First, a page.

Date of Award

Spring 2014

Document Type


Degree Name

Doctor of Philosophy (PhD)


Sociology/Criminal Justice

Committee Director

Dianne C. Carmody

Committee Member

Mona J. E. Danner

Committee Member

Randy R. Gainey

Committee Member

Brian K. Payne


Feminist researchers have recently highlighted the need to revive patriarchy as a theoretical tool in regards to violence against women. Patriarchy is typically considered to be a structural concept, but a theory of patriarchy for violence against women must also include an individual-level component of patriarchal ideology. Patriarchal ideology has not been clearly conceptualized and is rarely operationalized. Very little research has assessed patriarchal ideology as a dependent variable and almost none has done this longitudinally. This research aims to fills these gaps. The current study also seeks to identify significant predictors of change in patriarchal ideology, an issue of tremendous importance for a theory of violence against women. Stronger theories that can appropriately incorporate patriarchy may lead to more effective proactive policies rather than the existing reactive policies based on poor theoretical understanding.

The data used for this dissertation comes from the Longitudinal Study of Violence against Women: Victimization and Perpetration among College Students in a State-Supported University in the United States, 1990-1995 (White, Smith, and Humphrey 2001). Since the data was from a sample of college men, the first wave of data is just before individuals transitioned into college. This was followed by three subsequent waves of data assessing patriarchal ideology after the first, second, and third years of college. Because of the various challenges posed by longitudinal data and specific challenges posed by this data, two major analyses were performed. The main goals of these analyses were to: come up with reliable operational measures of patriarchal ideology, determine their measurement invariance over time, assess predictors of patriarchal ideology, evaluate the change/stability in patriarchal ideology, and account for the predictors of change/stability. The first major analysis operationalized individual patriarchal ideology using attitudinal measures over two waves of data in a traditional test/re-test panel design. The second major analysis operationalized patriarchal ideology using vignettes that were proxy measures of patriarchal ideology over three waves of data. Latent growth-curve modeling was used in order to assess the intra-individual and inter-individual changes in patriarchal ideology over time.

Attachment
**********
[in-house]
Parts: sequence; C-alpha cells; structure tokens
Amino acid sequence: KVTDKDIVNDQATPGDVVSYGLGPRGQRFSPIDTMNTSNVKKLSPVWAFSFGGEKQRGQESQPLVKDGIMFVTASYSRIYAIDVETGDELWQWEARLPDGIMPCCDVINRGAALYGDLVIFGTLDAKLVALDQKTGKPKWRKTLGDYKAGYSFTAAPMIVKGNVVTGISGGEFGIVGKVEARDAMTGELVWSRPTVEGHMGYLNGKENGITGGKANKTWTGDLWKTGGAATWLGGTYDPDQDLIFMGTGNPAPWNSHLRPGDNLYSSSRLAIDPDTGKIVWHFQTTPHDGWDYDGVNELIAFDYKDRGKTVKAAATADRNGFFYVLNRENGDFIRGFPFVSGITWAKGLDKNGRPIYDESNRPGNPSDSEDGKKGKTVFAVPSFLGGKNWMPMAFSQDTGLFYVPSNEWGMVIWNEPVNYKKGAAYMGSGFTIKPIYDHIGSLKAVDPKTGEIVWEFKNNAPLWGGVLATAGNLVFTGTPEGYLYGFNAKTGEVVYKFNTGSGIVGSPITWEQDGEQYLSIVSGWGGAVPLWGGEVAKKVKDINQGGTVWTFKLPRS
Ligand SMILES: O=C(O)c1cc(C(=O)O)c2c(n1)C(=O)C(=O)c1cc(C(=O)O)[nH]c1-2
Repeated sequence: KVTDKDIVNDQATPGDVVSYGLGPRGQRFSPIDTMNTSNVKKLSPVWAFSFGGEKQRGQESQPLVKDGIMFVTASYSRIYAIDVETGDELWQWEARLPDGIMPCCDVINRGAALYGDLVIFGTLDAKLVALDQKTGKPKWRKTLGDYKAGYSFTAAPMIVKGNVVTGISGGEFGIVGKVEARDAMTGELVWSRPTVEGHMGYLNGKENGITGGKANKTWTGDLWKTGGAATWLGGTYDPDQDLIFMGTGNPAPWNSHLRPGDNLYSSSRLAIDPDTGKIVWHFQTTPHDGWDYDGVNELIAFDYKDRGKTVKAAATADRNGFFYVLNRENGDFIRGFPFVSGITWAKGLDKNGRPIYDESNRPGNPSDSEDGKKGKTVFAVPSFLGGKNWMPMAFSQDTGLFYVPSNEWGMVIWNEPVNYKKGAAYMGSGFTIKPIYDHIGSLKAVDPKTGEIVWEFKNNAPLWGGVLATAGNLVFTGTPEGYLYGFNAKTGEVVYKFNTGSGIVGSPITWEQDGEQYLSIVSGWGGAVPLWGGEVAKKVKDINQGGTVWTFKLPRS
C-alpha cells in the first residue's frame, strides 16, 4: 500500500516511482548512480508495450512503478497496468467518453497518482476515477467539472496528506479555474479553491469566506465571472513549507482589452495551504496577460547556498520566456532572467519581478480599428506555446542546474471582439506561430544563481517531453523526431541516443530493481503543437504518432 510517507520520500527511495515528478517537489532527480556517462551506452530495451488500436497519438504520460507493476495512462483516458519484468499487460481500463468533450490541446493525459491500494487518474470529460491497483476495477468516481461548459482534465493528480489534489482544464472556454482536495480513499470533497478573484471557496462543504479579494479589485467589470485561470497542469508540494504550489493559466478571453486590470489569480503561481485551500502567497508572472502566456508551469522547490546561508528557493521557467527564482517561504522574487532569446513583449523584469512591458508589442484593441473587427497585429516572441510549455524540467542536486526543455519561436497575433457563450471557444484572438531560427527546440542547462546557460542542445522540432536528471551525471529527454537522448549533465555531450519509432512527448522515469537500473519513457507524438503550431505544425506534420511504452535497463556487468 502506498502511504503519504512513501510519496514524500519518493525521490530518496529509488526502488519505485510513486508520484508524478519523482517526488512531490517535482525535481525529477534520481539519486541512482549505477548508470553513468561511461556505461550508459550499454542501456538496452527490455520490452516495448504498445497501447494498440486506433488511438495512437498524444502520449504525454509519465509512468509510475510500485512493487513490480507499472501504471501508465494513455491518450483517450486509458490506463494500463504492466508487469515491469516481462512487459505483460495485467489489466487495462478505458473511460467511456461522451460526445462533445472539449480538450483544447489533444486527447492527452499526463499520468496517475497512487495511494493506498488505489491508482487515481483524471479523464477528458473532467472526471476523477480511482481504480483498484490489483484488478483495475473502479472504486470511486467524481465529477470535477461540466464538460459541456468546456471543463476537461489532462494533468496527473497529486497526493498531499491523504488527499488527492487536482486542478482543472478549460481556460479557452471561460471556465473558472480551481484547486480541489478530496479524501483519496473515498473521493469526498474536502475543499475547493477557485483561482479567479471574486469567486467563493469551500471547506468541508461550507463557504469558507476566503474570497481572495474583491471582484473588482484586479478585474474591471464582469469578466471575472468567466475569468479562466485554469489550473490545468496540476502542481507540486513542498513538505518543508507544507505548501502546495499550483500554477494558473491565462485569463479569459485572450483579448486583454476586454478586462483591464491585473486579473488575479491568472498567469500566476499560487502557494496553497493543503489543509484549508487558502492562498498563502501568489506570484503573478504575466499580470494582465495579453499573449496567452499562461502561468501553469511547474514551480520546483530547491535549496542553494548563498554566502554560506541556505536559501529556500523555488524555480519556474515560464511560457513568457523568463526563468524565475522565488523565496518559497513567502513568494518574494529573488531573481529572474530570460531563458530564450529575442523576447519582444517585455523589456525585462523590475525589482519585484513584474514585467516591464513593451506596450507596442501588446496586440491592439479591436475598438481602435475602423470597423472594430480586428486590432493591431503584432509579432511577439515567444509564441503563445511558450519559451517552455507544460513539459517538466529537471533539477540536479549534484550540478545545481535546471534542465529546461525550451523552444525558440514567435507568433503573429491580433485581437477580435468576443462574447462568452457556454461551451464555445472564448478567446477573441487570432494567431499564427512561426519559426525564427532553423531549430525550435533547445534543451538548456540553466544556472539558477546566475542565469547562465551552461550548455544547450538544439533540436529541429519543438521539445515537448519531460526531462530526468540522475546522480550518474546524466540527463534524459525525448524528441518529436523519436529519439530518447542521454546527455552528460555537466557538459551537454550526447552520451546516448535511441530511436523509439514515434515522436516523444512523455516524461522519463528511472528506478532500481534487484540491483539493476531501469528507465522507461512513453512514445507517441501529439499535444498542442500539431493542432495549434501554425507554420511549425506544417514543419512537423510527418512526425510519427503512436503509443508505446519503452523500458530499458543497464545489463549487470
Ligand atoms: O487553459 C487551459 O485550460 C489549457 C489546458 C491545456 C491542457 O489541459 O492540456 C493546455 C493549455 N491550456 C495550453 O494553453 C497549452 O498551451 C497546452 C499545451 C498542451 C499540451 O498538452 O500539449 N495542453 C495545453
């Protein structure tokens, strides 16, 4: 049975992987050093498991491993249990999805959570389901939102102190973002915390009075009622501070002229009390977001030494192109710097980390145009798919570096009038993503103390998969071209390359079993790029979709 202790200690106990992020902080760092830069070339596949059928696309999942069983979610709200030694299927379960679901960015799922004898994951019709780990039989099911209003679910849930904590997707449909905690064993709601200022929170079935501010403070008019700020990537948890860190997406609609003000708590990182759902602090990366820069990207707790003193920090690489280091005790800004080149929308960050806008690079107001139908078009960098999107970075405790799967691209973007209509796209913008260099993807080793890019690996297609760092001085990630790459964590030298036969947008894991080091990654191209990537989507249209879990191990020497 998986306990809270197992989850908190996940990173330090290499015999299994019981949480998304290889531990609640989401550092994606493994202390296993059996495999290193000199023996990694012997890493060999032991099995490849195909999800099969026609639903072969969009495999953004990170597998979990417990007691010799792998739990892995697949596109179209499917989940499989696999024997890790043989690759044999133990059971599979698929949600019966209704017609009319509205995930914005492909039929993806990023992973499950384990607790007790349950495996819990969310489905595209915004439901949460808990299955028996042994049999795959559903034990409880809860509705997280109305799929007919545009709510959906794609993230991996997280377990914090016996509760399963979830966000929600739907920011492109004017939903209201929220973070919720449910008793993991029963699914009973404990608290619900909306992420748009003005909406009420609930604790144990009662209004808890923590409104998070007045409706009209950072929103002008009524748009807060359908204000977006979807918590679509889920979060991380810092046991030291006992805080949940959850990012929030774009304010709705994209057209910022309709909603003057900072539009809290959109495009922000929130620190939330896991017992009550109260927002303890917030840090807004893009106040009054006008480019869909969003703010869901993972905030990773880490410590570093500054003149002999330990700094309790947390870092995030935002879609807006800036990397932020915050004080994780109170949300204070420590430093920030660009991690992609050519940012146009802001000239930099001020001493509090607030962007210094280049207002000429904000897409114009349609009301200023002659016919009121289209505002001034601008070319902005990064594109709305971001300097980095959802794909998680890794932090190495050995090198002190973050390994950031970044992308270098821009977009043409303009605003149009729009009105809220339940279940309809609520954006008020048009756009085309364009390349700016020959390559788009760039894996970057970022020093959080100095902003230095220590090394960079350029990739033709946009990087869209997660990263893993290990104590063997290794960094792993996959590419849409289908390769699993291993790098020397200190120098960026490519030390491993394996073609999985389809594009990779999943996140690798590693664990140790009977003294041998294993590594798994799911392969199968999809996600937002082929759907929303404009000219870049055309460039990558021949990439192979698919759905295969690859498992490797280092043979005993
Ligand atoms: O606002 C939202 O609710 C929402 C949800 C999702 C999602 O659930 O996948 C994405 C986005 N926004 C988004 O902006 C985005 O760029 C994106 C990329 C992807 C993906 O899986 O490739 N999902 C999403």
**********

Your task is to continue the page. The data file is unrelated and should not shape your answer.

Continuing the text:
The analyses were the first of their kind to assess patriarchal ideology as an outcome variable overtime. Overall, findings suggest patriarchal ideology is a multidimensional concept that can be measured using attitudinal measures and vignettes, with some support suggesting vignettes may be preferred. During the transition from precollege to the end of one's freshman year, patriarchal ideology was stable. After this time period, over the next three years of college patriarchal ideology declined for the sample as a whole. Interestingly, there was inter-individual change but no infra-individual change in patriarchal ideology. The means that regardless of one's initial levels of patriarchal ideology, everyone's levels declined over these three years. These results are discussed further regarding their theoretical, methodological, and policy implications. Suggestions for future research assessing the role patriarchal ideology plays in theories of violence against women are discussed.